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Become A Clean Person This Year In 10 Steps

Become A Clean Person This Year In 10 Steps

If you are struggling to become a clean person and keeping yourself and your space in order this year, here are 10 ways to make a clean break from your old habits and become a cleaner, more organized person in 2014. Many things may affect your personal cleanliness and home, but you do not have to let it. Your mess does not own you, you own your mess.

1. Don’t Neglect Your Mental Health.

If you noticed that you abandoned cleaning or keeping up with yourself in the past year, you may choose to ask yourself if depression, fatigue, health issues, too many obligations or low self-esteem were at play. If so, you may wish to enlist the help of a loved one, confidant or trusted guide or therapist and reflect on your thinking patterns or life changes that may have affected you deeply in the previous year. Cleaning your mind is one of the first steps you can take to a more organized year and to become a clean person. You will find great empowerment in a little soul cleansing. Sometimes, we are not even aware of the impact of a certain experience on ourselves, until long after. To become a clean person, you have to take into consideration that your inside environment may be affecting what is going on around you and could be acting as a barrier.

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2. Write Down Three Cleaning Goals Every Day and Do Them.

If you are facing piles of papers, boxes, trinkets, toys, unopened mail and clothes strewn about, you may feel overwhelmed. It may seem easy to just walk away and ignore the mess until it gets bigger again and even more overwhelming.  Don’t let an already out of control mess get worse.  Take it on slowly, one step at a time.  Make a point to sit down everyday with your calendar or notepad and write a list of three things that you would like to attend to.  The list is only for you to see, so don’t feel obligated to show anyone else. Your list might include things like throwing away unused magazines, mopping the kitchen floor, clipping your toenails, organizing your purse or wallet. At the end of each day, you can take pride in having completed your tasks and if you’re up to it, add on two or more to the list.  Slow and steady wins the race and before you know it, you’re once daunting mess, will become smaller and more manageable.

3. Start Small.

Small gestures toward your goal to become a clean person are what leads to success. As the Sufis and Buddha say; “Each drop of water makes an ocean.” These simple efforts will go a long way in re-establishing your patterns and intentions for the new year. Each step is in its own way, a journey to better understanding yourself. Your small act of cleanliness might simply be taking a deep zen breath and getting in a good shower or bath, doing your laundry, washing your car, dusting your bookshelf, wiping down your computer keyboard or hanging up your clothes. As you build your cleaning prowess, you may graduate to tackling one room at a time.

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4. Decide What Products you Need to Help you Clean.

Take a look at your list of goals and see what sorts of products you will need to purchase, if you don’t already have them. You may realize you need silver cleaning cloths so you can clean your favorite time piece and organize your jewelry box, garment bags or more hangers for your closet. You may not figure out what you need until you are in the midst of cleaning.  Write them down as you go along so you’ll know what to buy the next time you go to the store.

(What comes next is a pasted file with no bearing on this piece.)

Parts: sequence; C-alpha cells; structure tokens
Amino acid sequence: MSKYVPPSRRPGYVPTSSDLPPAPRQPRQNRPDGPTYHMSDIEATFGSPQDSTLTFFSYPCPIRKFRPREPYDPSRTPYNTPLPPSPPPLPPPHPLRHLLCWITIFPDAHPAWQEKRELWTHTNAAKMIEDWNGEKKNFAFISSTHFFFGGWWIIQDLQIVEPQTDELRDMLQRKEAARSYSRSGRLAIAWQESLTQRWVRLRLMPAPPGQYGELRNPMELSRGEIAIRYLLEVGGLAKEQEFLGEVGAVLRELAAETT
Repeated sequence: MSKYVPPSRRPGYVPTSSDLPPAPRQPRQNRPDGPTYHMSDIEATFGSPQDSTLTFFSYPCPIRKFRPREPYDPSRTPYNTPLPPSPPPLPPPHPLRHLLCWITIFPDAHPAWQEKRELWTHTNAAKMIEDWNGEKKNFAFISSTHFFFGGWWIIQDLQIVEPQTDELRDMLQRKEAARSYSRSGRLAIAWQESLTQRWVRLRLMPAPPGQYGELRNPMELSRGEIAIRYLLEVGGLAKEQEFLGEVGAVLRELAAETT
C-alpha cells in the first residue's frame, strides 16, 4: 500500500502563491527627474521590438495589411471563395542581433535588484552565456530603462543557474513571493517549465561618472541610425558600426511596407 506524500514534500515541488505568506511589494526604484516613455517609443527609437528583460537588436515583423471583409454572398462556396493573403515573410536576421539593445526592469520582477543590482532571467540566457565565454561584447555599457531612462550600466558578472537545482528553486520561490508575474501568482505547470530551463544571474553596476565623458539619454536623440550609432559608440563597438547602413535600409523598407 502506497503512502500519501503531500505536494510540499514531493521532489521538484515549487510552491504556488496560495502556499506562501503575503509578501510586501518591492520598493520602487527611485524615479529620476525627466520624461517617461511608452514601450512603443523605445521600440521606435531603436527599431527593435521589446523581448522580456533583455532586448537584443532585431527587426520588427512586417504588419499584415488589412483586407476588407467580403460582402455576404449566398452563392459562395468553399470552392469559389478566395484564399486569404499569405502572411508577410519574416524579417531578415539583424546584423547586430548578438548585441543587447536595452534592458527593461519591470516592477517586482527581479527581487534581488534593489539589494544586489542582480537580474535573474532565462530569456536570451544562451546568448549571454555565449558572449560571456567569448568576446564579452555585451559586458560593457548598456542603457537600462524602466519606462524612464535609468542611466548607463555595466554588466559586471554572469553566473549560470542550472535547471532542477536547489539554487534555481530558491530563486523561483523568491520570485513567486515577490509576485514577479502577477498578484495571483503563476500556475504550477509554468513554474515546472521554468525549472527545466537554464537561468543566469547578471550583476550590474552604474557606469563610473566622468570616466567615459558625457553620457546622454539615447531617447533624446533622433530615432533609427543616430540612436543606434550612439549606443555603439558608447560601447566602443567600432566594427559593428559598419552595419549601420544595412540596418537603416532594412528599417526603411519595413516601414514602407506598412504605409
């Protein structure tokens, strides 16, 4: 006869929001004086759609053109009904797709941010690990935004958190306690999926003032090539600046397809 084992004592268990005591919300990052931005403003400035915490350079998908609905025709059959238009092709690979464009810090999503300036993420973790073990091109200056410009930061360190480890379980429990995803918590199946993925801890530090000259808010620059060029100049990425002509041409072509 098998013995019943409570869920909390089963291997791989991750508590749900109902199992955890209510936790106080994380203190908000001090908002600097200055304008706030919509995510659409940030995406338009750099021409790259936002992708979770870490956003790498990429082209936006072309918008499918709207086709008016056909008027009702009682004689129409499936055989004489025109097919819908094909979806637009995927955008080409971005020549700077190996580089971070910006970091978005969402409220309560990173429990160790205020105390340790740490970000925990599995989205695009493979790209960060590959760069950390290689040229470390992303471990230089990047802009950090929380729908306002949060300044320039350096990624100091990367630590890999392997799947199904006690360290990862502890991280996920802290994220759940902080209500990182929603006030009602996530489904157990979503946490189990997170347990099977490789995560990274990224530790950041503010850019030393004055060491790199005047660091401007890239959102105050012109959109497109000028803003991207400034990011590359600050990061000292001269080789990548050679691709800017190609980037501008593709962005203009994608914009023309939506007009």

5. Keep a Small Stock of Basic Cleaning and Grooming Needs.

Now that you have a sense of what you will need to become a clean person, you can make a small investment in keeping your items organized and in place.  Make a list of the items you need for yourself and your home and stock up at the store.  Or save some money by swapping with friends or family, check out free-cycle type community pages online where others can share and give away what they are not using or needing and you can return the favor to them, especially as you uncover all sorts of items that may have been sitting around, unused.

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6. Approach Each Task with Curiosity.

Try to remove self-judgement and stay present in your activity. Do not beat yourself up for the mess of unfolded towels or dirty dishes. Treat each activity like therapy. It’s something that’s helping you relax and allowing you to contemplate new ways to make use of the things you have. You may wish to even turn on some calming music as you clean or organize. Cleaning is a great time to think and act in silence. A mantra to encourage your desire to become a clean person, may bring you comfort, too. Whether you are cleaning yourself, your home or the dishes, it is all an act of appreciation for your little sliver of the world. Do not be surprised if you are suddenly inspired and struck with brand new ideas to approach other aspects of your life.

7. Learn to See Things for What They Are: Things.

It is very easy to accumulate a significant amount of things due to attachment and romantic thoughts associated with each piece. As you aim to become a clean person this year, you will want to assess whether the things you have are serving you positively or weighing you down emotionally. It may be affecting your productivity, ability to start a new project, or keep up with basic house chores and personal grooming. Some of your treasures inspire and uplift you.  Keep the things you cherish and display them in your home.  But also be aware of items you’re attached to simply because they’ve always been in your life or you think you ‘might need it someday.’  This type of thinking and attachment to things can create a mountain of unusable goods that just sits around and collects dust.  Learning to let go of your stuff will lead to a really profound emotional freedom within you and you’ll soon learn that you don’t need ‘things’ to make you happy.

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8. Make a Small Pile of What you Want to Keep and Let Go of the Rest.